Offshore Helicopter Crash in Louisiana

Bell 206 L1 Crashes Offshore

 On December 29, 2007, at 1531 central standard time, a single-engine Bell 206L1 helicopter, N211EL, impacted the water in the Gulf of Mexico following a loss of control during approach. One passenger was fatally injured, the commercial pilot sustained serious injuries and two other passengers received minor injuries. The helicopter was owned and operated by Air Logistics LLC., of New Iberia, Louisiana.

The flight originated from offshore platform Chandeleur 63 and was destined for offshore platform South Pass 38, both in the Gulf of Mexico. Instrument meteorological conditions prevailed for the Title 14 Code of Federal Regulations Part 135 on-demand air taxi flight. All times in this report will be based on central standard time using the 24-hour format.

In a telephone interview with the NTSB, the pilot reported encountering a “sloping cloud deck” as he approached the offshore platform for landing. The pilot added that while in a left turn to final approach, he began slowing the helicopter to 20-25 knots and encountered a tail wind. The pilot noticed a settling tendency and reduced the left bank. Additionally, the pilot reported experiencing vibrations and shaking from the helicopter. The pilot added forward cyclic and increased power. The vibration and shaking became worse and the pilot recognized the symptoms of a settling with power event. Due to the low altitude, the pilot was unable to recover the helicopter or deploy the emergency floatation devices prior to water impact. All four occupants survived the initial crash and egressed the helicopter.

A life raft was not deployed prior to the helicopter sinking. The four personnel attempted to swim to the unmanned platform located approximately 100 yards away and were separated by the 8 to 10 foot wave swells. Personnel were located by local boats and the United States Coast Guard. The pilot, who was the last survivor to be rescued from the water, was in the water for approximately 2 and 1/2 hours.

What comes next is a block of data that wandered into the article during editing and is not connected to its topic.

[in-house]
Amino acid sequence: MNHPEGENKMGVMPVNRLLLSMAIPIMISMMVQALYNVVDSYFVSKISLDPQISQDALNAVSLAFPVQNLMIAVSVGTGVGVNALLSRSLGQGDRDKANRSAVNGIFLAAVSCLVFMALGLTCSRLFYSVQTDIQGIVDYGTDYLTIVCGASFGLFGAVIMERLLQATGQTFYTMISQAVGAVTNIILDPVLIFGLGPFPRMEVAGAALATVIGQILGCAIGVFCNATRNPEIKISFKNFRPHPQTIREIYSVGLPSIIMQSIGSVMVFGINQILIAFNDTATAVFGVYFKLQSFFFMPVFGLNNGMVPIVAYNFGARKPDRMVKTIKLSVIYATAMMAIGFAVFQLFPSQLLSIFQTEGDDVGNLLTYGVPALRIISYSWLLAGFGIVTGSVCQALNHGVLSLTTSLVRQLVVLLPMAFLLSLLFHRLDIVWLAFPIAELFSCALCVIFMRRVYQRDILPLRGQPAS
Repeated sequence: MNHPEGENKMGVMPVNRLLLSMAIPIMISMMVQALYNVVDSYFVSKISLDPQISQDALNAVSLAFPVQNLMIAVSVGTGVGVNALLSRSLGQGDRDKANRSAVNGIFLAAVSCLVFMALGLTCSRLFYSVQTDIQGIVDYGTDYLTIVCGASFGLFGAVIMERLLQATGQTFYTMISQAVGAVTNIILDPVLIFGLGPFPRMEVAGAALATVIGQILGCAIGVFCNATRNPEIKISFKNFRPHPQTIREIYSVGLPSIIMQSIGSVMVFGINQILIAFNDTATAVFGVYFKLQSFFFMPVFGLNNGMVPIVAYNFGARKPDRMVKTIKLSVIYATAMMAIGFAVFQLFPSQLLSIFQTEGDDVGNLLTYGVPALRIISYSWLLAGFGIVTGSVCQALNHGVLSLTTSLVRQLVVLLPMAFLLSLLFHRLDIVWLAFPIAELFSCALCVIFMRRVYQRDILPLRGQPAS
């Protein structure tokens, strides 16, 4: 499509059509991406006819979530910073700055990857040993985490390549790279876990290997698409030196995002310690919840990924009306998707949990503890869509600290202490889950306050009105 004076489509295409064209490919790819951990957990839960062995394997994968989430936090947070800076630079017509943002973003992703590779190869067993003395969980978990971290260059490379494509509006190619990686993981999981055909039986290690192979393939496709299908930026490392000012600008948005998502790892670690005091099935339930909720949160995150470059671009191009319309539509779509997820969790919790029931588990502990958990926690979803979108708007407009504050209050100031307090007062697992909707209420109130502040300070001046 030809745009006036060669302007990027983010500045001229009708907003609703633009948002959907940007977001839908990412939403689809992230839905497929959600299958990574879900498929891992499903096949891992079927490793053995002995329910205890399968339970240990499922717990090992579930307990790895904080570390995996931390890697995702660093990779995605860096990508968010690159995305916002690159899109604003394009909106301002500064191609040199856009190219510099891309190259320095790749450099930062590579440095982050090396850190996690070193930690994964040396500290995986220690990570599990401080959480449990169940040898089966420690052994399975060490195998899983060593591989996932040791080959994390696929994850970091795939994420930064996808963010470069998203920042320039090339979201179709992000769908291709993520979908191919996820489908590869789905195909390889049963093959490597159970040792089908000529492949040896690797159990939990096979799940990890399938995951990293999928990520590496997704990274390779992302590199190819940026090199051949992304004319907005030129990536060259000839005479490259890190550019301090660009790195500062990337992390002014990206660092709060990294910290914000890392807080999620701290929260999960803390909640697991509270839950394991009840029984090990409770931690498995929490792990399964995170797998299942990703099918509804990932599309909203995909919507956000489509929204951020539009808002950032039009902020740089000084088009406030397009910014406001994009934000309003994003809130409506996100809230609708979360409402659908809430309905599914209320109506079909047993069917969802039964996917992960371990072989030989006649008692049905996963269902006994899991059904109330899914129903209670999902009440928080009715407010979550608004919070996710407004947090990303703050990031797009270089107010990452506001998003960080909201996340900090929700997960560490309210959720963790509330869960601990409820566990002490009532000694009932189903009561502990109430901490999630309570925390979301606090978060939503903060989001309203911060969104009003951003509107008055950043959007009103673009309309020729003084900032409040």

The helicopter sank in approximately 115 feet of water. The helicopter was located and recovery is in progress. Upon recovery the helicopter will be transported to a secure facility pending examination at a later date. The pilot reported the weather at South Pass 38 was estimated to start at 500 feet ceiling and 5 miles visibility and reduce to approximately 300 feet ceiling and one mile visibility on final. At 1751 an automated weather reporting facility located about 22-nautical miles to the northwest reported winds from 030 degrees at 7 knots, visibility 10 statute miles, ceiling overcast at 1,000- feet, temperature 55 degrees Fahrenheit, dew point 51 degrees Fahrenheit, and a barometric pressure of 30.05 inches of Mercury.

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